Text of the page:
I think that there is something worth adding to the answer given by @RoToRa, particularly as you ask for a literal translation into English.
I think that a close rendition into English — rather than a word-by-word attempt — must (i) deal with the words Allesfresser Mensch that you specifically asked about, and (ii) correctly capture the Konjunktiv II form of the second part of the sentence (which you didn't mention and which isn't properly captured in the answer of @RoToRa )
As, so often with language, the choices that one has in translation are often constrained by context, but they are sometimes expanded by the context because it gives one an opportunity to rely on what the speaker already knows. The sentence fragment that you quote appears, slightly changed, in the Aspekte Neu B2 Lehrbuch where the context is as follows :
Bis heute weiss die Wissenschaft nicht, warum der Mensch ein Drittel seines Lebens verschläft. Damit die Organe entspannen? Oder weil die Erde kahl wäre, gäbe der Allesfresser Mensch nicht zwischendurch Ruhe?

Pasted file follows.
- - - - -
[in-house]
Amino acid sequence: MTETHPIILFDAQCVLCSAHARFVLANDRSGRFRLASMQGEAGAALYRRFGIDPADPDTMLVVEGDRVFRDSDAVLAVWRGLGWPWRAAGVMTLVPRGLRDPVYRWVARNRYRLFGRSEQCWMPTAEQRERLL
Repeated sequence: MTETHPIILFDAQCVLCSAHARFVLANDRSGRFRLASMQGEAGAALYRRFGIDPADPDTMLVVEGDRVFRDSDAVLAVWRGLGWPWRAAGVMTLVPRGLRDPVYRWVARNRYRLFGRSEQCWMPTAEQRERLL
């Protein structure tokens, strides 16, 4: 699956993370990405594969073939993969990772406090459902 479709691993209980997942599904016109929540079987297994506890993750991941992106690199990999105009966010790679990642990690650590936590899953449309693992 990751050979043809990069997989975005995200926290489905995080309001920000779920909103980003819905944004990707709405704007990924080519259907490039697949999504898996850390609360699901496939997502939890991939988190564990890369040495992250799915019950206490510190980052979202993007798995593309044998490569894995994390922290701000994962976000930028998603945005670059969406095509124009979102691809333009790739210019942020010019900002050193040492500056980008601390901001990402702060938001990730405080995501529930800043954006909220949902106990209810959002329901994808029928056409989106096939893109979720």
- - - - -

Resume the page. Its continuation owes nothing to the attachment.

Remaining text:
A close translation might be:
To this day, science does not know why humans slept away a third of their lives. To allow the body to recuperate? Or because the earth would be bare were the omnivores not to give it occasional rest.
Clearly this differs from any kind of word-for-word approach to the German sentence but I do think that it gives a more "complete understanding" (at least to a native English speaker) of what is being said in the German. Specific points:
I think that Allesfresser Mensch is better rendered in the context simply as omnivores. It is obvious that we are talking about humans. So, although the German could be rendered as ominvore humans (compound-noun and not humankind), or more likely, omnivorous humans (adjective noun), the word omnivores seems better.
... were the omnivores not to ... captures the Konjunktive II form of ... gäbe ... nicht ... .
... slept away a third ... is a better English rendition for verschläft than overslept. (Of course, in the quotation as you have given it, with the verb schlafen, ... slept a third ... would work just fine. The point about slept away is that it emphasizes the apparent waste.
One would be unlikely to read about resting "the organs" in an English translation; instead, unless there was specific evidence about how an organ such as the heart was affected by sleep, one would be more likely to read about "the body".
N.B. Thanks to Hubert Schölnast for highlighting an error in my terminology that detracted from the main point of my answer.